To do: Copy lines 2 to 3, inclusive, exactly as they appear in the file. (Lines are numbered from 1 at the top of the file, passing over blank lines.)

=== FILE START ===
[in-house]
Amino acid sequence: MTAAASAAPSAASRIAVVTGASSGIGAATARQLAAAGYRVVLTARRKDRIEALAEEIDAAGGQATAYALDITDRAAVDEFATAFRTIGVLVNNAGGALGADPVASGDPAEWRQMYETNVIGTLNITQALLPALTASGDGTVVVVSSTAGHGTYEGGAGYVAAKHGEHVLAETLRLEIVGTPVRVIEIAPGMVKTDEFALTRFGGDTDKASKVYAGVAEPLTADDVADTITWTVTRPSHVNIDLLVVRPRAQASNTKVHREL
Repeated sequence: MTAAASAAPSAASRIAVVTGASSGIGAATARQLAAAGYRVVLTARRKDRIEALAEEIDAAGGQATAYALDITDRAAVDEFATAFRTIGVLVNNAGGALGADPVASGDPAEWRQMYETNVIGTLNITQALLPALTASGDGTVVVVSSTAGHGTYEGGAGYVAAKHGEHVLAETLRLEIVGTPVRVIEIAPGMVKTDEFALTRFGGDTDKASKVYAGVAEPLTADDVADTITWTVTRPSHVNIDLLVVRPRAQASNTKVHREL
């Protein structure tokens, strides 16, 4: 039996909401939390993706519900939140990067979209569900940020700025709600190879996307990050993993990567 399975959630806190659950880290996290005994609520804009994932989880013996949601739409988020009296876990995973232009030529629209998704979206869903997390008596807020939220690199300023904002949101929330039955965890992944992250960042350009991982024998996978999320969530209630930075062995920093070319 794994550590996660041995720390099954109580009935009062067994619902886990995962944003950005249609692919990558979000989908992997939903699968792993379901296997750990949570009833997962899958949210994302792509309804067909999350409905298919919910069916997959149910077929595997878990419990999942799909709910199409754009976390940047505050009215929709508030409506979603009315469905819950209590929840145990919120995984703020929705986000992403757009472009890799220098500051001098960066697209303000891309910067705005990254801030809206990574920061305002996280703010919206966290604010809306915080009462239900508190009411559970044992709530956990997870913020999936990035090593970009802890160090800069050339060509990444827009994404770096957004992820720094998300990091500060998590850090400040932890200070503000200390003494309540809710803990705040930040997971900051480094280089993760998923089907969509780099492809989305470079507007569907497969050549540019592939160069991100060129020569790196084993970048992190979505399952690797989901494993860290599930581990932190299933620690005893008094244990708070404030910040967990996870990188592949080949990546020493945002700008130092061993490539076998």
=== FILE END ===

Amino acid sequence: MTAAASAAPSAASRIAVVTGASSGIGAATARQLAAAGYRVVLTARRKDRIEALAEEIDAAGGQATAYALDITDRAAVDEFATAFRTIGVLVNNAGGALGADPVASGDPAEWRQMYETNVIGTLNITQALLPALTASGDGTVVVVSSTAGHGTYEGGAGYVAAKHGEHVLAETLRLEIVGTPVRVIEIAPGMVKTDEFALTRFGGDTDKASKVYAGVAEPLTADDVADTITWTVTRPSHVNIDLLVVRPRAQASNTKVHREL
Repeated sequence: MTAAASAAPSAASRIAVVTGASSGIGAATARQLAAAGYRVVLTARRKDRIEALAEEIDAAGGQATAYALDITDRAAVDEFATAFRTIGVLVNNAGGALGADPVASGDPAEWRQMYETNVIGTLNITQALLPALTASGDGTVVVVSSTAGHGTYEGGAGYVAAKHGEHVLAETLRLEIVGTPVRVIEIAPGMVKTDEFALTRFGGDTDKASKVYAGVAEPLTADDVADTITWTVTRPSHVNIDLLVVRPRAQASNTKVHREL